Melissa Block talks with Mark Trexler, president of Trexler Climate and Energy Services in Portland, Ore., about carbon offsets — what they are, and how a small consumer can reduce carbon emissions.
Texler says that carbon offsets work by calculating how much carbon dioxide you are putting into the air, and then you figure out how much to pay a carbon-offset company to counteract the pollution.
The system works by supporting alternative energy initiatives. And after buying offsets from retail offset brokers, “You can them claim to be climate-neutral,” Texler says.
In other words, if you’re poor, you decrease your own energy use, driving a smaller, less safe car; living in darkened rooms; and otherwise suffering the inconvenience that goes with walking away from the average American’s energy consumption. If you’re rich, you hire someone else to it for you, and continue to live large, even piggishly. Thomas Lifson, writing at American Thinker, summed up the whole thing nicely, both by comparing this conduct to the medieval purchase of indulgences, and to the more recent Civil War era practice of buying commutations. With regard to the latter, Lifson has this to say:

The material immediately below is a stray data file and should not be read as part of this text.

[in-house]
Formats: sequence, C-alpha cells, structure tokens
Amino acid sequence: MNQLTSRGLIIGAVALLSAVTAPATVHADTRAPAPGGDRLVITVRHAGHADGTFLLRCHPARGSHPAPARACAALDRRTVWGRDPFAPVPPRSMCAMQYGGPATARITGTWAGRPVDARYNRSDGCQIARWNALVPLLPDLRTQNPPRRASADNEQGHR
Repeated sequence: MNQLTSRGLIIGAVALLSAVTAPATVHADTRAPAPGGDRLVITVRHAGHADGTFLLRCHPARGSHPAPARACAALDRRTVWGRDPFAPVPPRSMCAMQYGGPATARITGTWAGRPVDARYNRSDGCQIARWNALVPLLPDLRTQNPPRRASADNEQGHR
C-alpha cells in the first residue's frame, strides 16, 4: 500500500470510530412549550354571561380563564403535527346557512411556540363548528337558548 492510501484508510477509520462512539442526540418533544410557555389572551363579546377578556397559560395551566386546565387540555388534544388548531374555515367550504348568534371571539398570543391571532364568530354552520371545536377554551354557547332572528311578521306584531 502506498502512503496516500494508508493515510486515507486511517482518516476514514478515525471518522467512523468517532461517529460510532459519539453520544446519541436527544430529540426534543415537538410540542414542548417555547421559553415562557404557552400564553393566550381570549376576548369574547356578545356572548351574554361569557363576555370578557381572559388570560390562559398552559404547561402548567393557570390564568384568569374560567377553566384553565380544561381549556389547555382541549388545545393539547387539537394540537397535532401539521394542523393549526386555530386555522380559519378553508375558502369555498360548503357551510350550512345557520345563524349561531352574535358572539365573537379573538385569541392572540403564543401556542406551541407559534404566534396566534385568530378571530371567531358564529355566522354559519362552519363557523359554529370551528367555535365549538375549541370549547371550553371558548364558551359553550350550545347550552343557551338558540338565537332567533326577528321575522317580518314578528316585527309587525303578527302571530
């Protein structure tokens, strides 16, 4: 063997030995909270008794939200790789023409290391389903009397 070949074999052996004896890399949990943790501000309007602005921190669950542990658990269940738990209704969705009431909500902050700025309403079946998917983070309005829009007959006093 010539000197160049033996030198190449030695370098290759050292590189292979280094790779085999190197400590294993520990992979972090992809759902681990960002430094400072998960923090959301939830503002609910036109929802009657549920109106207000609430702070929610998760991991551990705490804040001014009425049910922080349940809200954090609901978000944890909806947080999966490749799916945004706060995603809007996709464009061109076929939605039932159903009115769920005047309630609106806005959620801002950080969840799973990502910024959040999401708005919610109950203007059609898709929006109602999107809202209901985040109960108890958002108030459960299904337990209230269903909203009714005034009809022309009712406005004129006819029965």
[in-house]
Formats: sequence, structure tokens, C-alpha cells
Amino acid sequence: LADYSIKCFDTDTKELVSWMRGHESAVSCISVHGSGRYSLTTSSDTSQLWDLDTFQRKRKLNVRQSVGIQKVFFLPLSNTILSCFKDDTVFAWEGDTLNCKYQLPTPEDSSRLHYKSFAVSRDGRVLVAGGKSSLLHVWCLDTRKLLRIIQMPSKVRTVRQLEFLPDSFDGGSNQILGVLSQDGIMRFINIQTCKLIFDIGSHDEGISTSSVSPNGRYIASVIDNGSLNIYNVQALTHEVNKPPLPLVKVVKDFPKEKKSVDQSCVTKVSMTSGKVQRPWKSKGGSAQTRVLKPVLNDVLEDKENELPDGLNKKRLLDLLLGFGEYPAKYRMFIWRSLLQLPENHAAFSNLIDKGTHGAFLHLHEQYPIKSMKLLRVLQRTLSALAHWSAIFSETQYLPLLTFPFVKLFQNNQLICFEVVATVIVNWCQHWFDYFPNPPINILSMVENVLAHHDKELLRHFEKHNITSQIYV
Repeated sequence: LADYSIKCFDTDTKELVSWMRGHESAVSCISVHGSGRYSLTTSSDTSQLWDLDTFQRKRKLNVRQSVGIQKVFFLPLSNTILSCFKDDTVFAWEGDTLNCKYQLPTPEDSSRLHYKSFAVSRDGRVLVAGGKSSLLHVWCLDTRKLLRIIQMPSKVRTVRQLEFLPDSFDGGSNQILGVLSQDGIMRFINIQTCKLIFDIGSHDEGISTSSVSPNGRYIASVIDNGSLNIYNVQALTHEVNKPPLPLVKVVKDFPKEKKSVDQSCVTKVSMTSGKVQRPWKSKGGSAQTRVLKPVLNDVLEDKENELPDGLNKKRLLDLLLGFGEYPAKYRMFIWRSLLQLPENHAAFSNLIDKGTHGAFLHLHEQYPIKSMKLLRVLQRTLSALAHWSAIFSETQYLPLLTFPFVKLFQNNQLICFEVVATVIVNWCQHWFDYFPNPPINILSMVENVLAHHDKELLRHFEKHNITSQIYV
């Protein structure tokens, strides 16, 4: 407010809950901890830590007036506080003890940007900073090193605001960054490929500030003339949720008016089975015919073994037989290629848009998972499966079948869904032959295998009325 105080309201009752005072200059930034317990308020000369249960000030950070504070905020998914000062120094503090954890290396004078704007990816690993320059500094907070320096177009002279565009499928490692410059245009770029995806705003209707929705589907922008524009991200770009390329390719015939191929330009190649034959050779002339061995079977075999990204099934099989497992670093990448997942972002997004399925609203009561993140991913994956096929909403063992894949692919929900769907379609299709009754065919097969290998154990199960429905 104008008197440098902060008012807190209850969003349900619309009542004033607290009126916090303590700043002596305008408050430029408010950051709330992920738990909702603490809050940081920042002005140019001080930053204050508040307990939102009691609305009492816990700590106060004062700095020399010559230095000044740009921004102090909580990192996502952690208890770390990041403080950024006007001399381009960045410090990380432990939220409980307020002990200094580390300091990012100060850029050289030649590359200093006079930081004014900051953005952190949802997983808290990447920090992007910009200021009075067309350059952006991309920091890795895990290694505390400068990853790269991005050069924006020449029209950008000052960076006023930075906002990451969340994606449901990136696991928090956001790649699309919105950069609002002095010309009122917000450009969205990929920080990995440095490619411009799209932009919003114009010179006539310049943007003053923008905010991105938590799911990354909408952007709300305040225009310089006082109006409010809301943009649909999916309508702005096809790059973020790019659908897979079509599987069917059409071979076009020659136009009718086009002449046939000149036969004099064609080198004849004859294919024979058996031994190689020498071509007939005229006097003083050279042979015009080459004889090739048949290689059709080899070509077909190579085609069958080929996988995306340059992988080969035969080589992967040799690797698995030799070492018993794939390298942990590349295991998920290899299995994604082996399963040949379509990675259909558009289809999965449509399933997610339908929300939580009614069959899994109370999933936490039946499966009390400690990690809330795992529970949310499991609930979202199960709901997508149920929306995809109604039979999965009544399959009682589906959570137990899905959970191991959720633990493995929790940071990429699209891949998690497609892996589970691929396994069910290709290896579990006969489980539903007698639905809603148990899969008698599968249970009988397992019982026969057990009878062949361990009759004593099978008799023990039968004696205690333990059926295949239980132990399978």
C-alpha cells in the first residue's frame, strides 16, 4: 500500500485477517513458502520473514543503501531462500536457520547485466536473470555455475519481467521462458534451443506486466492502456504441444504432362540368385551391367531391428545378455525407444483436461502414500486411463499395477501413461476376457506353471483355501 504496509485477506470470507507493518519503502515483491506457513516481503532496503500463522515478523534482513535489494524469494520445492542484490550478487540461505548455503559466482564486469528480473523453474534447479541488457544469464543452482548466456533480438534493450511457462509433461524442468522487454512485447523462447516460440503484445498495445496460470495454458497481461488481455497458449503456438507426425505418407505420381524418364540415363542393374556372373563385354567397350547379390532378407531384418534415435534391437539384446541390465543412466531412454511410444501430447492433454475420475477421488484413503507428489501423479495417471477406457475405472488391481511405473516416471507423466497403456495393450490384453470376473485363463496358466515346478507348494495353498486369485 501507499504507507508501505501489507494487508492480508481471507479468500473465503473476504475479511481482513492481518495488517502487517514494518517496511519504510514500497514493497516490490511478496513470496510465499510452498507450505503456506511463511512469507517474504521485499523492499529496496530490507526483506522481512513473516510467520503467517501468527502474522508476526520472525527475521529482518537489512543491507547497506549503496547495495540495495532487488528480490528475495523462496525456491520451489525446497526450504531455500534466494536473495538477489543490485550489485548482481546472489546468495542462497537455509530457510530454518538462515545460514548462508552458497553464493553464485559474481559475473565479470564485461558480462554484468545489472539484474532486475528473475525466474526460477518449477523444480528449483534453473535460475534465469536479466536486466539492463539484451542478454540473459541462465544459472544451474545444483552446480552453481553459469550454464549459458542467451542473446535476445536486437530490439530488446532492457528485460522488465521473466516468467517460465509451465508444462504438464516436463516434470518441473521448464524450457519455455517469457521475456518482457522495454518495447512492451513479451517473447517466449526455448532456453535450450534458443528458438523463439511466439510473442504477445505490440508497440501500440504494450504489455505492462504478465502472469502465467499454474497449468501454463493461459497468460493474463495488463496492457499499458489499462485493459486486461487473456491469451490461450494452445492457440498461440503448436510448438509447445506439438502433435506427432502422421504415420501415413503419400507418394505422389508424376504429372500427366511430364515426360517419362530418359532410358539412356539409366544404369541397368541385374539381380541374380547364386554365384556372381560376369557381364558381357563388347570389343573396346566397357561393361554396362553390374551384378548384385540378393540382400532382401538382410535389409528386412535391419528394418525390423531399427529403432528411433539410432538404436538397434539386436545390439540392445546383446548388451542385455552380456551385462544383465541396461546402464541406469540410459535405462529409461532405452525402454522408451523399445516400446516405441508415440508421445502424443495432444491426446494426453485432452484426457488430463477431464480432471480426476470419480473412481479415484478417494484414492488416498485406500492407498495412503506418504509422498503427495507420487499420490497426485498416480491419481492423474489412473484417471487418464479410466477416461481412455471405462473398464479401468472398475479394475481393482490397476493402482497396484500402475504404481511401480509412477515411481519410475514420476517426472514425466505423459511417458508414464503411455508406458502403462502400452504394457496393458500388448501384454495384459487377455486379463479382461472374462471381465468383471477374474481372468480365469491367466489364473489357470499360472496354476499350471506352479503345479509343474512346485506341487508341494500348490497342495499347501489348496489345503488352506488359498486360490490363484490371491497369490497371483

During the Civil War, it was possible for well-to-do men who were drafted to pay a $300 “commutation fee” and escape the draft. The move sparked much public outrage, creating the impression that the war was a “rich man’s war” and probably contributing to the disgraceful draft riots in New York City, which led to the lynching of African Americans.